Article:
What is Crack in British Slang?
If you've ever heard someone from Britain say something like \"What's the crack?\" or \"That's cracking!\", you might be wondering what they mean. Is it something to do with drugs or breaking things? Not at all! Crack in British slang has several meanings, depending on the context and the region. Here are some of the most common ones:
Crack can mean fun, entertainment, or enjoyable conversation. This is especially common in Ireland, where the word is spelled craic. For example, \"We had a great craic at the pub last night.\" or \"She's good craic, always makes me laugh.\"
Crack can also mean news, gossip, or information. This is more prevalent in Northern England and Scotland, where people might ask \"What's the crack?\" to mean \"How are you?\" or \"What's going on?\"
Cracking can be used as an adjective to mean excellent, wonderful, or impressive. This is often used by younger people across Britain to express enthusiasm or admiration. For example, \"That was a cracking goal!\" or \"She's a cracking singer!\"
Cracking can also be used as an adverb to mean extremely, very, or a lot. This is similar to the American slang word wicked. For example, \"It's cracking cold today!\" or \"He's cracking rich!\"
As you can see, crack in British slang has nothing to do with cocaine or fractures. It's a versatile and expressive word that can add some flavor to your speech. Just be careful not to confuse it with the American slang word crackhead, which means a person who is addicted to crack cocaine.
what is crack in british slang
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More British Slang Words to Know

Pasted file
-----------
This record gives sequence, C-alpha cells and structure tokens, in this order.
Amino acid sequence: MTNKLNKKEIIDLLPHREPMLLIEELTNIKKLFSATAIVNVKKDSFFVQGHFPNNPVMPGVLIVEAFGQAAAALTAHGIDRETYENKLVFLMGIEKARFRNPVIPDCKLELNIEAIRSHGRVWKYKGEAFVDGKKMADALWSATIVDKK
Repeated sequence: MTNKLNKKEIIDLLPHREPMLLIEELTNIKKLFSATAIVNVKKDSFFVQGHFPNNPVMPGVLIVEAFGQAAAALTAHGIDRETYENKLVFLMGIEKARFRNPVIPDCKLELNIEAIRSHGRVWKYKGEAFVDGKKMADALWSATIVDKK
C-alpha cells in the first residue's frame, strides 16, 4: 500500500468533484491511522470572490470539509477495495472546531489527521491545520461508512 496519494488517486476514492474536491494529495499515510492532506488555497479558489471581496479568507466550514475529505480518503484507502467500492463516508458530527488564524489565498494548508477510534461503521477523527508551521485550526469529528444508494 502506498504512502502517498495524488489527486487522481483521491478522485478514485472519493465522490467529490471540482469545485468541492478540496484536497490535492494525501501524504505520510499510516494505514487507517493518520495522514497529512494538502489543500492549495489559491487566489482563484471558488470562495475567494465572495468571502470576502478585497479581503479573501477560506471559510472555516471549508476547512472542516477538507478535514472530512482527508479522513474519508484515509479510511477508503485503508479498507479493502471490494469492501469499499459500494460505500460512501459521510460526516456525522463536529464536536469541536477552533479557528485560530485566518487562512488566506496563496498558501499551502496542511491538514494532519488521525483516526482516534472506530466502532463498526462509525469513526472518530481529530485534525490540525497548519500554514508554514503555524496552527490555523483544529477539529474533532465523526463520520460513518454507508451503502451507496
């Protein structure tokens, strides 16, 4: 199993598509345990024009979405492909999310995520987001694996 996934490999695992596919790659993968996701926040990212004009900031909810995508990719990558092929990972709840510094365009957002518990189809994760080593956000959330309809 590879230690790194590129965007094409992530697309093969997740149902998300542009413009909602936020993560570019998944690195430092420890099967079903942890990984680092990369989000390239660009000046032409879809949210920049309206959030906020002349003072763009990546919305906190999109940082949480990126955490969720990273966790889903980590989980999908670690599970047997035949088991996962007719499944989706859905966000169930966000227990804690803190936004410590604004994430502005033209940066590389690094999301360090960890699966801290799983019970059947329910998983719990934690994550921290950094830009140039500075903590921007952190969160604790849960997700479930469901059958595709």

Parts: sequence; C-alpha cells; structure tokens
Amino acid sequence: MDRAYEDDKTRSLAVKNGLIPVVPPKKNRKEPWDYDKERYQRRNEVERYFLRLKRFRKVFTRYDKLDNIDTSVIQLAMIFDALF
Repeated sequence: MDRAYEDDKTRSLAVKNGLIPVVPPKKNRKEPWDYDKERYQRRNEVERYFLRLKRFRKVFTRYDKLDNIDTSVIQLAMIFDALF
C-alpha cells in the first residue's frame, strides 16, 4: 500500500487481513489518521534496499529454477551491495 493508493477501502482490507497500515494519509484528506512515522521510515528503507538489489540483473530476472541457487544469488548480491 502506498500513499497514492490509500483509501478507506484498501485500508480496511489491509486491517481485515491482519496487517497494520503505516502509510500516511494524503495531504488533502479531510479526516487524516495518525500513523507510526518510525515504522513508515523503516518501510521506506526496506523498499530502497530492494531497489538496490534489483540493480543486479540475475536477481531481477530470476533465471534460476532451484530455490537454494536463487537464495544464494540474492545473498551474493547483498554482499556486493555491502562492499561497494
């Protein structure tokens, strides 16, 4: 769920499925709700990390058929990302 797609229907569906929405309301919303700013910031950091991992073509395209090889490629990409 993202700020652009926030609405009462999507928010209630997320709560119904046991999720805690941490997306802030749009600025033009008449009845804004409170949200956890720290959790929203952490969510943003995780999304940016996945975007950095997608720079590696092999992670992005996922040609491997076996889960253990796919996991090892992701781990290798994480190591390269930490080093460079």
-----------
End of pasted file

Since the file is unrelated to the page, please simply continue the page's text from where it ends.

As you can see, crack in British slang is just one of the many words that can spice up your conversation with a Brit. But there are many more to learn, and some of them might surprise you. Here are some more British slang words that you might hear or use:
All right? This is a common way of greeting someone, and it doesn't always require an answer. It's similar to saying \"How are you?\" or \"What's up?\"
Bloke A man, usually a friendly or ordinary one. It can be compared to the American term \"dude\". For example, \"He's a nice bloke.\"
Leg it To run away from something, usually a bad situation or trouble. For example, \"We had to leg it when the police showed up.\"
Mug A gullible or foolish person who can be easily tricked or taken advantage of. For example, \"Don't be such a mug, he's lying to you.\"
Rubbish Anything that is thrown in the garbage is rubbish, not trash. But it can also be used to describe something that is bad, worthless, or nonsense. For example, \"That movie was rubbish.\"
Snog A kiss in any form, whether it's a peck on the cheek or a full-on makeout session. For example, \"I saw them snogging in the corner.\"
Pissed This doesn't mean angry or annoyed like in American slang. It means to be very drunk or intoxicated. For example, \"He was so pissed he couldn't stand up.\"
Soz A shorter and less formal way of saying \"sorry\". It can be used sincerely or sarcastically. For example, \"Soz for being late.\"
Sloshed Another way of saying drunk or wasted. There are many other synonyms for this state in British slang, such as hammered, smashed, plastered, etc. For example, \"She was sloshed after two glasses of wine.\"
Nowt This word comes from Northern England and means \"nothing\". It has recently become more popular across Britain thanks to TV shows like Game of Thrones. For example, \"You know nowt, Jon Snow.\"
These are just some of the many British slang words that you might encounter or use in your conversations with Brits. They can make your speech more colorful and expressive, but be careful not to use them in formal or professional settings. And remember, slang can vary by region and age group, so don't be afraid to ask for clarification if you don't understand something. 06063cd7f5